So the dome, the firmament, creates a distinction between the chaotic, dangerous, untrustworthy waters “beneath”, and the waters above, sent, at God’s command, to water the earth and bring it to life.
And of course, there is the metaphorical language of up and down which runs through not just the scriptures but pretty much any spirituality; whether Jacob’s ladder, or “who has ascended to God’s throne”, or “she’s buying a stairway to heaven”.
Not that the people of the Old Testament scriptures believed that God actually resided “up there”, but that there is a deep, consistent, almost instinctive sense that up, the skies, the heavens, is good, and down, the depths, is bad. I don’t think it’s a coincidence that ‘heavens’ and ‘sky’ here are basically the same word – in English, in Hebrew, and in many other languages.
It’s as if the first day took the undifferentiated grey of chaos and produced the distinction of darkness and light; and the second day produces a different distinction; a vertical one – up, to the heavens, and down, to the depths, to hades, into death.
And here’s the thing that is really created on day two: a gap.
What God creates by separating the waters below from the waters above is a space between the two.
A space which is not the waters of chaos, but is also not the heavens above. A place which is not meaningless void and nothingness, but is also not God. No dry land yet – that’s next week – but the possibility of something else. Something created; something with order and meaning and purpose; but something that is not the creator.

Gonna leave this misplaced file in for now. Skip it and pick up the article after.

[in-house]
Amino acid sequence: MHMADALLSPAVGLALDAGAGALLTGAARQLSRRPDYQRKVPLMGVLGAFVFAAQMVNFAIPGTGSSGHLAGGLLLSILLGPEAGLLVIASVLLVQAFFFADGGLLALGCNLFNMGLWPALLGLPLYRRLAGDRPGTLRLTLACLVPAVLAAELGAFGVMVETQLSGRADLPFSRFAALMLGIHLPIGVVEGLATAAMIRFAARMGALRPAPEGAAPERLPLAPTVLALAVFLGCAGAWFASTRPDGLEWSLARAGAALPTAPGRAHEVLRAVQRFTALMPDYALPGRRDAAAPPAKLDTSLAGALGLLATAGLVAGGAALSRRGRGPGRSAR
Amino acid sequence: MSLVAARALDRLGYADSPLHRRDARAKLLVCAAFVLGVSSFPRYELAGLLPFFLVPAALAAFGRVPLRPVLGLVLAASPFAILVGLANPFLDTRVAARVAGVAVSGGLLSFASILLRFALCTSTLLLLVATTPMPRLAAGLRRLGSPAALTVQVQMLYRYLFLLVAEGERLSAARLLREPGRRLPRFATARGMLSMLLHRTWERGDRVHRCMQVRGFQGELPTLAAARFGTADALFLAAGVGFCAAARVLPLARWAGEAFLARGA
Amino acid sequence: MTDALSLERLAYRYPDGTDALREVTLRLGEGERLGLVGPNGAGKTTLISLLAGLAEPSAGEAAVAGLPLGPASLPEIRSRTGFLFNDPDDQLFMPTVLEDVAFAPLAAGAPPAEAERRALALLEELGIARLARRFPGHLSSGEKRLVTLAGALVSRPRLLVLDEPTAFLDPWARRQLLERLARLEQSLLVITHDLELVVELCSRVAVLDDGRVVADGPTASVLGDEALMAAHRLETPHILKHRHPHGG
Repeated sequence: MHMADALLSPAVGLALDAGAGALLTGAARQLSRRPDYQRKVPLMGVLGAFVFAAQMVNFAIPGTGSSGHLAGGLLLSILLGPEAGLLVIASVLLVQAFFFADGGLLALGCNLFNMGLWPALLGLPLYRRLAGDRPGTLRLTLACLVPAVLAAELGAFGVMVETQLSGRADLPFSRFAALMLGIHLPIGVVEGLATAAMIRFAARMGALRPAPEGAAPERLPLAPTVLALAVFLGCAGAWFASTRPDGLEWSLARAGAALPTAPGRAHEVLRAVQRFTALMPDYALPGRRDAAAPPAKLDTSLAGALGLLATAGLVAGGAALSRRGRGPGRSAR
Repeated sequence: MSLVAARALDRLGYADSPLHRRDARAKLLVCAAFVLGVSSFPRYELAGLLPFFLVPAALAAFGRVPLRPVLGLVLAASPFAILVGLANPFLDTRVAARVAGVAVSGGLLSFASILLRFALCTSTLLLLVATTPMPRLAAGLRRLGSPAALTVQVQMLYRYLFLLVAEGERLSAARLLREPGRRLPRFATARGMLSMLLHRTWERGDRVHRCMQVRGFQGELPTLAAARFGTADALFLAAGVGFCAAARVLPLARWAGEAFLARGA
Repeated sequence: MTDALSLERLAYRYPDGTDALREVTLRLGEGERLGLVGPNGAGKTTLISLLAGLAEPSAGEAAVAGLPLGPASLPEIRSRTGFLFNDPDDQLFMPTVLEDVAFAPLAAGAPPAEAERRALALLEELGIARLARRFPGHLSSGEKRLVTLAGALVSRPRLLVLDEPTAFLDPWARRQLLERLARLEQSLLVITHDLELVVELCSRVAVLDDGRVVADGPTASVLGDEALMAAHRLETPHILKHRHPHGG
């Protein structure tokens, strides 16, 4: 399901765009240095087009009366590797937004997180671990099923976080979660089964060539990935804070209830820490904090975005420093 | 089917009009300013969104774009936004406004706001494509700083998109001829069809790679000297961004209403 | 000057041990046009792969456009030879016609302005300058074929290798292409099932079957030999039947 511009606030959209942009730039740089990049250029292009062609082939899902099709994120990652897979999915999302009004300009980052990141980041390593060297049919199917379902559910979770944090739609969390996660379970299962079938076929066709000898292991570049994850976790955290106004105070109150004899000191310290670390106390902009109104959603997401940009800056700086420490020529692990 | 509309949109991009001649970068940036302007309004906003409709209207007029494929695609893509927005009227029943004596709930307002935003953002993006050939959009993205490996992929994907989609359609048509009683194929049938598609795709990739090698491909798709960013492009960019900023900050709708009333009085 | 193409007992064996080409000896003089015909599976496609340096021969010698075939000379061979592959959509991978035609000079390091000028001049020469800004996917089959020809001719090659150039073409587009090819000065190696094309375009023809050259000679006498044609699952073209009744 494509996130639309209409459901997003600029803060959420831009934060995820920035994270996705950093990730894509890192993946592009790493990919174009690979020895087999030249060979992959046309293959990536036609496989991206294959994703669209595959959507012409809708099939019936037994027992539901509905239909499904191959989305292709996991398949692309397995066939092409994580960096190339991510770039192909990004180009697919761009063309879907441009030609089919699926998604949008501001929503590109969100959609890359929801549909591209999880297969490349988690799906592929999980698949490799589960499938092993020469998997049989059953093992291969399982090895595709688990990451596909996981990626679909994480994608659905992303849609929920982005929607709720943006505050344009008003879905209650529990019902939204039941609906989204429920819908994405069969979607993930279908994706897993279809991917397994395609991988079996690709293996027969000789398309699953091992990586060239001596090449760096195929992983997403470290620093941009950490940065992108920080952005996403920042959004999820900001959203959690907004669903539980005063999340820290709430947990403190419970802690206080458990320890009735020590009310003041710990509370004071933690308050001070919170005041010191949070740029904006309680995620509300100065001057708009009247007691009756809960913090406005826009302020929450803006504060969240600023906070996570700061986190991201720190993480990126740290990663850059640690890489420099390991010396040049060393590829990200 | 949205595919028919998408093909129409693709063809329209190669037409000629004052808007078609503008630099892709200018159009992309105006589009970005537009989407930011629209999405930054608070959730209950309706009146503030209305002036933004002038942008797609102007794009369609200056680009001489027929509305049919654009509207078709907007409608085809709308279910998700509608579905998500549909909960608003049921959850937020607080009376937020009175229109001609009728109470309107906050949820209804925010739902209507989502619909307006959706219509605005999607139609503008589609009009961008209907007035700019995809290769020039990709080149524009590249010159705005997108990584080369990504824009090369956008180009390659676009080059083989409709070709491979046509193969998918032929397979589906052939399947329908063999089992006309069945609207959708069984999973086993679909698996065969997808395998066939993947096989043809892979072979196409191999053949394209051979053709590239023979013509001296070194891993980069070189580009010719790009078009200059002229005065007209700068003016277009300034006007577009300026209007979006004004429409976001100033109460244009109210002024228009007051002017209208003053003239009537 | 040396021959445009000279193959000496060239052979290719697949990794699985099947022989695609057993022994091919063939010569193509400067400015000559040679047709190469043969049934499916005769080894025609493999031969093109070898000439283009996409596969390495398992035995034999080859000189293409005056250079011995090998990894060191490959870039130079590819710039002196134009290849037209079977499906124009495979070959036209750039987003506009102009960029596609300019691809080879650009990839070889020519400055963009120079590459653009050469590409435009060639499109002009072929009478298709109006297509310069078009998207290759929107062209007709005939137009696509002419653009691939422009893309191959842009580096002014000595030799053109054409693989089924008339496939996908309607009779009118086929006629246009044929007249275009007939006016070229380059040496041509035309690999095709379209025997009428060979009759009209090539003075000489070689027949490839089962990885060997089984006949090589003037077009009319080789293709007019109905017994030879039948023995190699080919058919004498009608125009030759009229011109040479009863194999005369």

Something which is not the water of chaos, but is also not God.
There is a sense in which this is actually the key mysery – the central philosophical miracle of creation: that God who was everything could create space for something that was not God.
Now we don’t believe that the sky is heaven, that below the earth is the water of chaos and above it a dome holding back the waters above.
When the book of Job has God saying “Have you entered the storehouses of the snow or seen the storehouses of the hail?” we read those words as literally as Spike Milligan’s poem.
And so we read the second day of the creation story, the creation of the sky to hold back the waters above, and we move on.
But in fact it makes a profound statement about our place in creation – that we – and by we, I mean the whole of the created order – are between.
We are not the meaningless flow of matter and energy, the souless movement of fields and particles in unfathomably complex patterns. Such a view of creation, for all the complexity that emerges, remains no more than the waters of chaos; thrown for a moment into recognisable shapes, but no more meaningful that the dragon’s head you see in the clouds or the white horses in the ocean foam. This is the creed of the hard-core athiest; it is not our faith.